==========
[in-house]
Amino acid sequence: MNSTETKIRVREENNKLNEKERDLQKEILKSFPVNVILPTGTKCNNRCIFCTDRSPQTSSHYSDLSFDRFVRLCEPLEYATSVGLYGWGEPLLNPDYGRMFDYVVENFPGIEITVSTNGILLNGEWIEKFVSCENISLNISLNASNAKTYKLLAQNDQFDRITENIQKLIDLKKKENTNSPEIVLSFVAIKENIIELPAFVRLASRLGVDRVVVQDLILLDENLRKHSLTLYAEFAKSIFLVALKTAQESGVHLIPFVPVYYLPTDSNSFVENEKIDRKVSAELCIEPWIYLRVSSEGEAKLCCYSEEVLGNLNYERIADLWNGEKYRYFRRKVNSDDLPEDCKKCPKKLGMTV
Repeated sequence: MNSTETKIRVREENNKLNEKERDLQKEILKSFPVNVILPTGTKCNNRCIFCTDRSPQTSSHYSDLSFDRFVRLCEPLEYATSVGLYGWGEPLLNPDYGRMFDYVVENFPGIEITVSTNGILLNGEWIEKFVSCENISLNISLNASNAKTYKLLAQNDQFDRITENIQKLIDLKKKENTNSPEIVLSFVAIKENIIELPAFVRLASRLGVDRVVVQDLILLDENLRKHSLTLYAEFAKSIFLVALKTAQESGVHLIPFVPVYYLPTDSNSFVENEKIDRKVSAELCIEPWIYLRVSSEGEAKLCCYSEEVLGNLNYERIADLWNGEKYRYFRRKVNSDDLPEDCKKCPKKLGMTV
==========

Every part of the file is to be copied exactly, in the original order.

[in-house]
Amino acid sequence: MNSTETKIRVREENNKLNEKERDLQKEILKSFPVNVILPTGTKCNNRCIFCTDRSPQTSSHYSDLSFDRFVRLCEPLEYATSVGLYGWGEPLLNPDYGRMFDYVVENFPGIEITVSTNGILLNGEWIEKFVSCENISLNISLNASNAKTYKLLAQNDQFDRITENIQKLIDLKKKENTNSPEIVLSFVAIKENIIELPAFVRLASRLGVDRVVVQDLILLDENLRKHSLTLYAEFAKSIFLVALKTAQESGVHLIPFVPVYYLPTDSNSFVENEKIDRKVSAELCIEPWIYLRVSSEGEAKLCCYSEEVLGNLNYERIADLWNGEKYRYFRRKVNSDDLPEDCKKCPKKLGMTV
Repeated sequence: MNSTETKIRVREENNKLNEKERDLQKEILKSFPVNVILPTGTKCNNRCIFCTDRSPQTSSHYSDLSFDRFVRLCEPLEYATSVGLYGWGEPLLNPDYGRMFDYVVENFPGIEITVSTNGILLNGEWIEKFVSCENISLNISLNASNAKTYKLLAQNDQFDRITENIQKLIDLKKKENTNSPEIVLSFVAIKENIIELPAFVRLASRLGVDRVVVQDLILLDENLRKHSLTLYAEFAKSIFLVALKTAQESGVHLIPFVPVYYLPTDSNSFVENEKIDRKVSAELCIEPWIYLRVSSEGEAKLCCYSEEVLGNLNYERIADLWNGEKYRYFRRKVNSDDLPEDCKKCPKKLGMTV